While I may not be as direct as I should be at all times, I have improved tremendously in this area. Which is hard to break out of when you grew up in an environment where everything was guessing what the implied message was. I'd much rather get a direct response.

Andrea said...

Re: Saying what you mean.

This is one of the most profound and refreshing parenting articles I've read in a long time. As a new first time Mom to a 6 month old I thank you! That's advice that makes a lot of sense to me.

Jena Vincent said...

This reminds me of something the man who's now my Bishop confessed to the Ward years ago. When his children first posed the question to him about whether Santa was real, he told them no. And he admitted that to a lot of people that would seem harsh to dash a little kid's dreams like that, but he said he wanted his children to know that he would never lie to them. That has stuck with me. I don't know if I could do it, but I like that rock solid honesty.

Mommy Bee said...

Thank you Andrea. I'm flattered. :)
I try to take a very common-sense no-nonsense approach to parenting. Honesty just seems logical.

Jena, my mom never taught us about Santa in the first place. I never felt that I was missing any 'magic' and Christmastime was a fun season. We just knew that it was about Jesus, and that presents were to show love, not because some fat guy with reindeer was breaking and entering ;) My husband likes to do letters to santa and so on, so what I do when my kids ask is that I tell them about St Nicholas (who was real) who loved Jesus and so gave gifts because Jesus taught to take care of people (I have a great storybook about him called "SAnta are you for real"). I also read them the newspaper column "Yes Virginia there is a santa claus" from years ago where the girl wrote to the editor and asked if santa was real. The editor essentially said that Santa is a feeling in our hearts and a way of treating each other, and that so long as that spirit lives then santa is real. :)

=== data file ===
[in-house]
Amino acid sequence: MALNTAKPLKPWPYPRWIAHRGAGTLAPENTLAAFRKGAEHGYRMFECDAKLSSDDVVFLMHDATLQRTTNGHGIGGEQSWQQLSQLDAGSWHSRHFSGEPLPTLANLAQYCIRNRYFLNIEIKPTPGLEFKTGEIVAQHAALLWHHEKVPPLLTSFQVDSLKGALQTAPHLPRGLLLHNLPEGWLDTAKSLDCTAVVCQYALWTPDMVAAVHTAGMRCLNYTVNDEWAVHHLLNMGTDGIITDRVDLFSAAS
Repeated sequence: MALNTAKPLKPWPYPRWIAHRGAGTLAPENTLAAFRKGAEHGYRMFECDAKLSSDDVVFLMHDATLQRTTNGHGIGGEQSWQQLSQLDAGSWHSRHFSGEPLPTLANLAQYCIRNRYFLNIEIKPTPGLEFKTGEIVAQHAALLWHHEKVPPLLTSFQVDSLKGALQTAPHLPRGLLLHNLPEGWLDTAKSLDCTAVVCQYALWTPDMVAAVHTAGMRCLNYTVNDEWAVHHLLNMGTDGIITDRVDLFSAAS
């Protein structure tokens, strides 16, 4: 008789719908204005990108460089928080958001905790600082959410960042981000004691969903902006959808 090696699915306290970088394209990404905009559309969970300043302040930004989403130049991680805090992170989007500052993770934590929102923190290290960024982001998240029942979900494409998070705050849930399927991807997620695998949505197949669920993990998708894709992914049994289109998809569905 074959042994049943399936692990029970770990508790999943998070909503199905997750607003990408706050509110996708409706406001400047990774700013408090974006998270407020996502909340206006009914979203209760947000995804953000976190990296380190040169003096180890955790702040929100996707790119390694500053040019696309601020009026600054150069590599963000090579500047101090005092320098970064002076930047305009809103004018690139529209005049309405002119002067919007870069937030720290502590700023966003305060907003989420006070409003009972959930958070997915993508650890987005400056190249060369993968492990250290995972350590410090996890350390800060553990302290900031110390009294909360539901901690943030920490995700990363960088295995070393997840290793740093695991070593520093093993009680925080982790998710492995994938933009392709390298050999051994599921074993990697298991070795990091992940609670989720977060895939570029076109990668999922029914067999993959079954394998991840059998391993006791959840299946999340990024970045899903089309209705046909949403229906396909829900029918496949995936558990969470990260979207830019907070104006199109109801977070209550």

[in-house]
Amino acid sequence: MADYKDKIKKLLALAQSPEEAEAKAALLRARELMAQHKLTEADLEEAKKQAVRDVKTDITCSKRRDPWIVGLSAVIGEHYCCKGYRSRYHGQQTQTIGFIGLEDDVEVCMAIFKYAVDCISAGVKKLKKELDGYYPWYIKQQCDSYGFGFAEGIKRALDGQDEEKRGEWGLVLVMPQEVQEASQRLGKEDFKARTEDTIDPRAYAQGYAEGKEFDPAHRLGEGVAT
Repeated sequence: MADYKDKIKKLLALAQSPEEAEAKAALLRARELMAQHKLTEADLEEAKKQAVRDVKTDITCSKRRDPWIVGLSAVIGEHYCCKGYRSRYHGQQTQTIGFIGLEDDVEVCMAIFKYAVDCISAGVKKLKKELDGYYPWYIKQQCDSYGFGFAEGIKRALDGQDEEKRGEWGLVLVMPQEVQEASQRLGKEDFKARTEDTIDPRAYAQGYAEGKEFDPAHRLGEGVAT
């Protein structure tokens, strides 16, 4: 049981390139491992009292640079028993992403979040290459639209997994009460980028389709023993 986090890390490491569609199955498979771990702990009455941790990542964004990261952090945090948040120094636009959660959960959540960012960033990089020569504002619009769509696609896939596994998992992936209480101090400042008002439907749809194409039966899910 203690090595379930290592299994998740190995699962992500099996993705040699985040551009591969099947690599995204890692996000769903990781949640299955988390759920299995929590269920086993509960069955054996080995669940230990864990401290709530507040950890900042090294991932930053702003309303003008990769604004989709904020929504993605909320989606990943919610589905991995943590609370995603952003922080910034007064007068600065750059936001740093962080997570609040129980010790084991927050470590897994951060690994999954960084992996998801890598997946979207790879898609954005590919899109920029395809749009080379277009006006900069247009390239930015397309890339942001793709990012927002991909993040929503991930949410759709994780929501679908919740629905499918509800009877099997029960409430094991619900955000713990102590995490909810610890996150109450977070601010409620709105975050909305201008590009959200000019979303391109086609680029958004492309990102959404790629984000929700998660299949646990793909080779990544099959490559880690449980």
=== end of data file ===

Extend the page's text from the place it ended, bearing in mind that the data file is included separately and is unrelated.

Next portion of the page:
Kate said...

What a great reminder that clear and direct communication works best for all parties involved. I realized very early in my marriage that my husband is not a mind reader and I cannot in all fairness expect him to be. I can easily see how I should carry this through to my children (first due in July) as well.

On a side note, I sometimes find myself getting very wordy or repetitive when trying to communicate something to my husband. I've found I do this when I feel like I'm not getting through to him. We had a break through moment one evening when he got annoyed at me for going on and on about something. I just want some acknowledgment I answered. He looked straight at me and in all seriousness said, "Please tell me that more often. I can do that. I just need help remembering." (He's from the silent head shake while behind the computer screen school.)

We've had the I'm not looking for a solution to my problem I just need you to listen to me vent for a minute conversation before too.

Aprillium said...

I so agree with this!!! Not only in parenting and marriage but in any communication! I hate it when people are passive aggressive or wishy-washy. It's a huge pet peeve of mine.

This isn't to say that I advocate people being rude. Just that being straight forward is always easier... and tact can be included in that :)